On Friday, the celebrity website TMZ posted images of Justin Bieber holding what looks to be a hand-rolled marijuana joint…. The question is really not “why,” though, but what – what’s next for the squeaky-clean Christian boy wonder whose image may be sullied by his association with the West Coast party set?…“He does have to grow up,” says music business veteran Alan Cross, “and develop an image beyond the guy who appeals to the screaming 14-year-old girls,” adds Alan Middleton, marketing professor at York University, in The Globe and Mail Jan 7. “Maybe it’s time to take a low profile and reposition himself to an audience not dependent on allowances they get from their parents toward older teens who really spend money.” Read full story.
Ask a vision expert: Will we ever get used to the hobbit’s higher frame rate?
Peter Jackson’s The Hobbit: An Unexpected Journey – shot and projected at 48 frames per second, twice the traditional number – has drawn a lot of irritated muttering and heavy thoughts about the limits of perception and “the way our brains see things,” reported Vulture Dec. 19….But why does it all appear so odd, so abnormal? To find out, Vulture asked Rob Allison, professor of computer science and engineering at York University, who specializes in human perceptual responses and stereoscopic vision. Read full story.
Technology the backbone of Liberal hopeful’s platform
For Liberal Party of Canada leadership candidate George Takach, senior partner at McCarthy Tetrault and adjunct professor at York University’s Osgoode Hall Law School in Toronto, Brantford’s PC Museum was the perfect spot to speak about the information technology planks of his platform, reported the Brantford Expositor Dec. 20. Read full story.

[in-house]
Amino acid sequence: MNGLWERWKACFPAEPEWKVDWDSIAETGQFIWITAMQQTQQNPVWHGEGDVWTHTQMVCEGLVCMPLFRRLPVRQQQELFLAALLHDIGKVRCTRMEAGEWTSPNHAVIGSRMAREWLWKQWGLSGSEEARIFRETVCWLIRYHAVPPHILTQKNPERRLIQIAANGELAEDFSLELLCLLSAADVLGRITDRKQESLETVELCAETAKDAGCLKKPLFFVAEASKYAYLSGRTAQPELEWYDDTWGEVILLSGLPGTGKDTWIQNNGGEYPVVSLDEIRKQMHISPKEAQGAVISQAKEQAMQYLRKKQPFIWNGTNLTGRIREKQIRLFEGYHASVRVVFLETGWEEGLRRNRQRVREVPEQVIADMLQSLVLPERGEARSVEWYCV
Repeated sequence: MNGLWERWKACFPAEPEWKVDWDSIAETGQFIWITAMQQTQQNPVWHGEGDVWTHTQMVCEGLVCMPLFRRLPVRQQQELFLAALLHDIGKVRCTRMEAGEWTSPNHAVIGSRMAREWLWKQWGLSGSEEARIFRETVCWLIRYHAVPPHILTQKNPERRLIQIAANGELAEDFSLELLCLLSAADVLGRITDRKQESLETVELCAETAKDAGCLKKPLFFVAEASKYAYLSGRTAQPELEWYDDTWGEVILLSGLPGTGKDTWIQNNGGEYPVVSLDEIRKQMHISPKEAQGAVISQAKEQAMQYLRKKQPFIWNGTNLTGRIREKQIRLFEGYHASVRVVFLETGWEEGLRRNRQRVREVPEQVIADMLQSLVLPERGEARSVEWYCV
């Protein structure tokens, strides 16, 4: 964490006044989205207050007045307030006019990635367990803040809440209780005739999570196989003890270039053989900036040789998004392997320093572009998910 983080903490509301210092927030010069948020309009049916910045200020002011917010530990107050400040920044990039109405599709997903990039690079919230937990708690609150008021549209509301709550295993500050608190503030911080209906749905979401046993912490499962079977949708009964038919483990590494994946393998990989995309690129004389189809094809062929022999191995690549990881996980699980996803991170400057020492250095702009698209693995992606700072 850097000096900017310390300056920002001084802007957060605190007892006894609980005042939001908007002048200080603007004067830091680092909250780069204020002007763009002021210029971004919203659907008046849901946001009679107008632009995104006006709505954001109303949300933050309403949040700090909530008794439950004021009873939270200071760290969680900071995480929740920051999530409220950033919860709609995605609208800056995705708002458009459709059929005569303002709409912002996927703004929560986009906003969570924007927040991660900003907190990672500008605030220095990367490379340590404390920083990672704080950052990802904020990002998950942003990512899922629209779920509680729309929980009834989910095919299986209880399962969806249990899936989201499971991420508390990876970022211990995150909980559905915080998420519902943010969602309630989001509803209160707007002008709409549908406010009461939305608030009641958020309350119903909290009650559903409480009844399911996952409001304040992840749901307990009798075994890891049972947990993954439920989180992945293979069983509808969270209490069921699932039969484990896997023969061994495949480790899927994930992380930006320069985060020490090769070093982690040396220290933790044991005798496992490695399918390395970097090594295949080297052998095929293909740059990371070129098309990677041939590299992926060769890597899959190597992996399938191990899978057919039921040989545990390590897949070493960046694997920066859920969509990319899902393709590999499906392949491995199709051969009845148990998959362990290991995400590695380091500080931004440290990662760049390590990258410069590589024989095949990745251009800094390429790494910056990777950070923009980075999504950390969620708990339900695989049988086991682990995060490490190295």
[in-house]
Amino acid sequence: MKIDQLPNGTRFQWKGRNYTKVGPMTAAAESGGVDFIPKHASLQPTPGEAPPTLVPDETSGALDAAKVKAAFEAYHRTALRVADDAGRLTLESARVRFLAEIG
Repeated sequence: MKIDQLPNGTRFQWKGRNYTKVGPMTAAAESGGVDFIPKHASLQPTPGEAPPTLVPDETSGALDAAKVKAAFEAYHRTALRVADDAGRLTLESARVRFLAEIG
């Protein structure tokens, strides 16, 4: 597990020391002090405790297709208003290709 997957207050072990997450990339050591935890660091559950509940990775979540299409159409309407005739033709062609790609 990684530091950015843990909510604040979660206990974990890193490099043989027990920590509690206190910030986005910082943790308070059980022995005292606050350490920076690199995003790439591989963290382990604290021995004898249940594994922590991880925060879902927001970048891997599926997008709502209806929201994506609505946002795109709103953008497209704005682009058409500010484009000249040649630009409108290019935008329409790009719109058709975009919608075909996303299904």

The rise of South Korea and lessons for Canada
“A Korean wave is sweeping the world. The secretary-general of the United Nations is Korean, the head of the World Bank is a Korean-American. ‘Gangnam Style’, a song by the Korean rapper Psy, has become the most watched video on YouTube.[…]What are the lessons for Canada from Korea’s rapid rise on the world stage?” asks Thomas Klassen, York University political science professor, in the Toronto Star Jan. 8. Read full story.
Zillidy: An unusual way to earn extra Christmas cash
It’s that crunch for operational cash that Steven Uster a – Toronto-based investment banker – hopes will spell success for his recent endeavor, Zillidy. Equal parts pawn shop and lender, the service gives clients cash in exchange for physical assets, such as jewelry, luxury watches and precious metals….“It’s more like an emergency repair kit than it is an ongoing form of funding,” says Steve Pulver, professor of entrepreneurship at York University’s Schulich School of Business, in the Toronto Star Dec. 21, adding that “alternate forms of financing are always good for entrepreneurs.” Read full story.
Sold-out Shen Yun ‘spectacular’, says author/professor emerita
Shen Yun Performing Arts’ sold-out opening night show at the Living Arts Centre showcased excellent dancing, according to author and accomplished Professor Emerita Evelyn Kallen….She is currently working with the dean of the Faculty of Liberal Arts & Professional Studies at York University and others in the Faculty’s Human Rights & Equity Studies program to create a new department at the university. “We are trying to expand the human rights component, hopefully eventually getting a department of human rights,” she said in the Epoch Times Dec. 21. Read full story.